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Shoplifting a concern on the Square

According to numerous managers and owners of businesses on the Square, shoplifting has been a big issue as of late.
A meeting was held on Friday morning in the Chancery Building with Detective Lieutenant Chris Case of the Oxford Police Department and members of the Oxford Square Alliance so that they could discuss methods for reducing the crime in their stores.
“I do think your clerks really need to engage them when they come in,” Case said. “‘Hi, how you doing, can I help you?’ Walk around and talk with them if you can. If they’re looking at your clerk a lot and picking up random things, there are some signs there that probably they’re there to do some kind of shoplifting.”
Mark Shoemake, of Hinton & Hinton, said that he’s no problem telling shoppers who enter the store with other bags to leave everything at the front.
Case agreed with this method but added that “sometimes that offends people … You might have someone coming in with a bag and they’re going to spend $5,000.”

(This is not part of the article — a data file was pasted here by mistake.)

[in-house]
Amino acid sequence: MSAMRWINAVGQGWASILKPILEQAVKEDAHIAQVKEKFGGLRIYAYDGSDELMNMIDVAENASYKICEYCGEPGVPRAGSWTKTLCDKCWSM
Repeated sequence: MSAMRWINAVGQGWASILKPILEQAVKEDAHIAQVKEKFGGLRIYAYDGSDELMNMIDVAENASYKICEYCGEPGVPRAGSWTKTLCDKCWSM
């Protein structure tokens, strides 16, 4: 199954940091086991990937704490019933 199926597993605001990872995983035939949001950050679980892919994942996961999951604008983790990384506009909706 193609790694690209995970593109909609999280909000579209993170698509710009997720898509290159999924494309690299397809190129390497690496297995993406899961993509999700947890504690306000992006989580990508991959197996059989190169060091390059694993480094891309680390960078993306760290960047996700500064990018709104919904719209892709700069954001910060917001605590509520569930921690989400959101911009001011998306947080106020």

If a shoplifter is clearly seen filching an item from a store, Case said the shopkeeper has every right to demand the item back. He said that if they need to approach a supposed shoplifter, to speak them “plain and simple.”Juvenile shoplifters become an issue on the Square during Spring Break and the summer, Case said.
Perhaps the detective lieutenant’s biggest suggestion to the Square Alliance was to install cameras.
“Put up signs to tell people that everything is going to be caught on camera,” Case said. “These cameras are cheap, you can get them for way less than what you used to.”
One shopkeeper suggested that the Alliance establish a group text where they could trade information about suspicious individuals in the area.
Jeff Johnson, the owner of Nella and the organizer of the meeting, is dismayed at the current situation.
“It’s the world we live in here,” Johnson, said. “I never thought that on our pristine Square this would be an issue.”